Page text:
Faculty researcher, Professor Kedar Kirane, Ph.D., joined the Stony Brook community
in 2017. Professor Kirane’s research interest primarily lies in solid mechanics.
He is excited to bring his industry experience into the classrooms and into his research lab. He has been selected for the Researcher Spotlight of Spring 2018.
Here is a little bit about Professor Kirane:
What interested you in joining the Mechanical Engineering Department of Stony Brook University?
Stony Brook was attractive to me for multiple reasons. The main reason, of course, was the perfect match between my previous industry experience and the requirements of the faculty position. Another key consideration, is that Stony Brook University is one of few universities ranked as having the “highest research activity” in the nation, as per the Carnegie Classification of Institutions of Higher Education. Additionally, the university has some unique vantage points, such as easy access to Brookhaven National Lab facilities and the Composite Prototyping Center – both great resources for research. It was a bonus that Stony Brook’s location on Long Island is convenient to Manhattan.
What do you like most about working at Stony Brook?
The aspect that I enjoy the most is interacting with students – both during research and teaching. I started here in September 2017; in this short time I have already come across some very smart, sincere, and hardworking students at the University. It has made teaching and research advising very rewarding. To add to that - the entire Mechanical Engineering Department of faculty and staff have been very helpful and welcoming!
What research are you working on?
My ongoing research is really in the initial stages right now. My primary interest is studying how materials fail, specifically heterogeneous materials like modern fiber composites, concrete, and rocks. Failure behavior of such materials is very complex and multi-scale in nature. Understanding this and being able to model it is essential for many engineering applications.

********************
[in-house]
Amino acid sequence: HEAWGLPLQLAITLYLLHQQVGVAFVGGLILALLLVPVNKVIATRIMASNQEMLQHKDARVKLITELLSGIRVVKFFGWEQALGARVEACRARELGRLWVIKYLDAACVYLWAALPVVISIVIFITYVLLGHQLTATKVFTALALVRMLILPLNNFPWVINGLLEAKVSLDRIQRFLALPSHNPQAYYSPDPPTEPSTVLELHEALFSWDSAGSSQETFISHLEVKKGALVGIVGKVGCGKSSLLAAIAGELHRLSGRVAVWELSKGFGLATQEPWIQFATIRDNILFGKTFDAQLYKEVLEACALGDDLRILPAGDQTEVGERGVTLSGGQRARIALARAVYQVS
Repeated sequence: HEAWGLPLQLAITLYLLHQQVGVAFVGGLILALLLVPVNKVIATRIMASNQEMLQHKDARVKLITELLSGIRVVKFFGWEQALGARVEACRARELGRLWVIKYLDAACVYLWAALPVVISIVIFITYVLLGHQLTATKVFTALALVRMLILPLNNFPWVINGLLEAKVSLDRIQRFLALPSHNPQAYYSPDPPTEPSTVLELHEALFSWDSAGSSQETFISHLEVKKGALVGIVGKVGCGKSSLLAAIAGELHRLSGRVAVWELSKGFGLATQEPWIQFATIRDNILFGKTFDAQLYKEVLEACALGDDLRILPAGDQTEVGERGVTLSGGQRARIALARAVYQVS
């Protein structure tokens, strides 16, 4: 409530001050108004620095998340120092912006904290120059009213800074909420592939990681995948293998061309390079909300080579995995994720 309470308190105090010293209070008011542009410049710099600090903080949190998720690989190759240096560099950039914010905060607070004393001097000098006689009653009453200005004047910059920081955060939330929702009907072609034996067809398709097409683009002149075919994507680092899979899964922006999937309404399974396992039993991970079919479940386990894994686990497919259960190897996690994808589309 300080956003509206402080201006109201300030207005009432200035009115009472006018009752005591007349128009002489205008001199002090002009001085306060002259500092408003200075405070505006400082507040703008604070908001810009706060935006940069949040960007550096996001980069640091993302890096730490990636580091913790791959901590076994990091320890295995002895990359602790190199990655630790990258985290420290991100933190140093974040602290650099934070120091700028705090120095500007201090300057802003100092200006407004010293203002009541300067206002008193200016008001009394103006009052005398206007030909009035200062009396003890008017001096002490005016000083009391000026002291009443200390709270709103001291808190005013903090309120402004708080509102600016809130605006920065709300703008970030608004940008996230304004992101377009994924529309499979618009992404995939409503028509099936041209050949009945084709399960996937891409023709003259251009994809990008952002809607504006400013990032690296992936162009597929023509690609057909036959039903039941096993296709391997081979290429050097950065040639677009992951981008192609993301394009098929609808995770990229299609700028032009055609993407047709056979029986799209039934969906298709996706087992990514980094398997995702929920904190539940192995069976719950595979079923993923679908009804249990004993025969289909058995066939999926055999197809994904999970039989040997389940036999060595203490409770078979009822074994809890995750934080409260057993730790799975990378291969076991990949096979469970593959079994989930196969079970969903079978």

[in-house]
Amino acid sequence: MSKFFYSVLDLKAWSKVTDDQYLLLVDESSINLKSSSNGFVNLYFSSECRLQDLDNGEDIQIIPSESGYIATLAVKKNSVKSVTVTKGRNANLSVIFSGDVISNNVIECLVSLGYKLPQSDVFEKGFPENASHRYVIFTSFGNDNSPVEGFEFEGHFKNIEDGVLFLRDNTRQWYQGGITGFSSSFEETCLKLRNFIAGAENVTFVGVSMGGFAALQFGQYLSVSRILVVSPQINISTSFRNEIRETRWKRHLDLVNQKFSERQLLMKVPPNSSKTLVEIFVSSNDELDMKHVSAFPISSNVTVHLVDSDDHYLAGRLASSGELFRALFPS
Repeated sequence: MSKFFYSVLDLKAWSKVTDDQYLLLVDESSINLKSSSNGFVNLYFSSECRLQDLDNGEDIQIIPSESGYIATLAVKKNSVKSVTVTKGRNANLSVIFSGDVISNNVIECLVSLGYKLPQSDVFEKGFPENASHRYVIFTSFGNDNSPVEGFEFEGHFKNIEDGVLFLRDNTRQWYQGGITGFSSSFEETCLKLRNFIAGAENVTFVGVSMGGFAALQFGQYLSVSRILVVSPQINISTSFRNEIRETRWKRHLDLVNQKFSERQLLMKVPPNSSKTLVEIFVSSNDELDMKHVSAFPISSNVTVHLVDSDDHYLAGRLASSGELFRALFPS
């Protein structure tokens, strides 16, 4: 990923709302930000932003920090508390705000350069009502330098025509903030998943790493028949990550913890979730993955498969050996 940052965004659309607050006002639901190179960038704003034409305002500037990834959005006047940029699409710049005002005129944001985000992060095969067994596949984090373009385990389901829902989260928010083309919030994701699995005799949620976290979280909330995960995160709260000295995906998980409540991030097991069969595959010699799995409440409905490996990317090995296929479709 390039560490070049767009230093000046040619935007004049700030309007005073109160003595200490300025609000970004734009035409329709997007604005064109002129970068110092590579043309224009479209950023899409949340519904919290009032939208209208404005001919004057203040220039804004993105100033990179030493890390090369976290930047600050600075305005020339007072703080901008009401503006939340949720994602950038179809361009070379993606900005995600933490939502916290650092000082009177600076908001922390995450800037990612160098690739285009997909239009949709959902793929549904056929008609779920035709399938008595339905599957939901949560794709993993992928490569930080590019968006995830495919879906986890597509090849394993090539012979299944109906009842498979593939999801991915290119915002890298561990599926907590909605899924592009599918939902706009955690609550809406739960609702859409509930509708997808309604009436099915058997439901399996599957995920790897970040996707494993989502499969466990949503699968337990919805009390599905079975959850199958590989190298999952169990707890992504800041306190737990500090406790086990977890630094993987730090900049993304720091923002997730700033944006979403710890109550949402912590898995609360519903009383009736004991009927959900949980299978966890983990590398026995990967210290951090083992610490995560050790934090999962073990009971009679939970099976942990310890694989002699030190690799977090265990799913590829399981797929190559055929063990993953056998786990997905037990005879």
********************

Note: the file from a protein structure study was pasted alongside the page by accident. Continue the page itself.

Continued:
With my very first PhD student, Jing Xue, I am working on developing a multi-scale computational model to predict multi-axial failure in fiber composite materials.
I also am working with Daniel Deland and Zongyan Zhang, MEC 596 research project students, to develop a new and simpler testing method to measure the biaxial strength of composites. I am also exploring newer research topics with my other MEC 596 students. These include size effects in soft materials (Andy Chu) and stress corrosion cracking in rocks (Kevin Gonzalez).
What career advice would you give to students who are looking to work in Solid Mechanics?
Solid mechanics is a truly fascinating field with an astonishingly wide range of application. A career in solid mechanics can open possibilities in many sectors today – ranging from automotive and aviation to materials, from oil and gas to microscale electronics, and from infrastructure to biomechanics.
A master’s degree could help with landing design and analysis type jobs in industry. For these I would recommend a good working knowledge of finite element analysis. An internship is often a great way to get one’s foot in the door. For students interested in pursuing a career in solid mechanics research, a doctorate is a must. That will open up options in industry, in academia, as well as in national labs.
A general piece of advice is to learn the basic concepts of mechanics very well. You never know when you will need some idea. This will help with the fast paced environment in industry where success depends on how quickly one can tackle and solve multiple problems by skillfully applying his/her knowledge.
Are there any "fun facts" about yourself that you'd like to share?
Growing up I trained as a gymnast. While I can’t do much of that today, I do practice yoga to destress and unwind. I love listening to Indian classical music and am also proficient in playing the “Tabla” – a popular percussion instrument in India.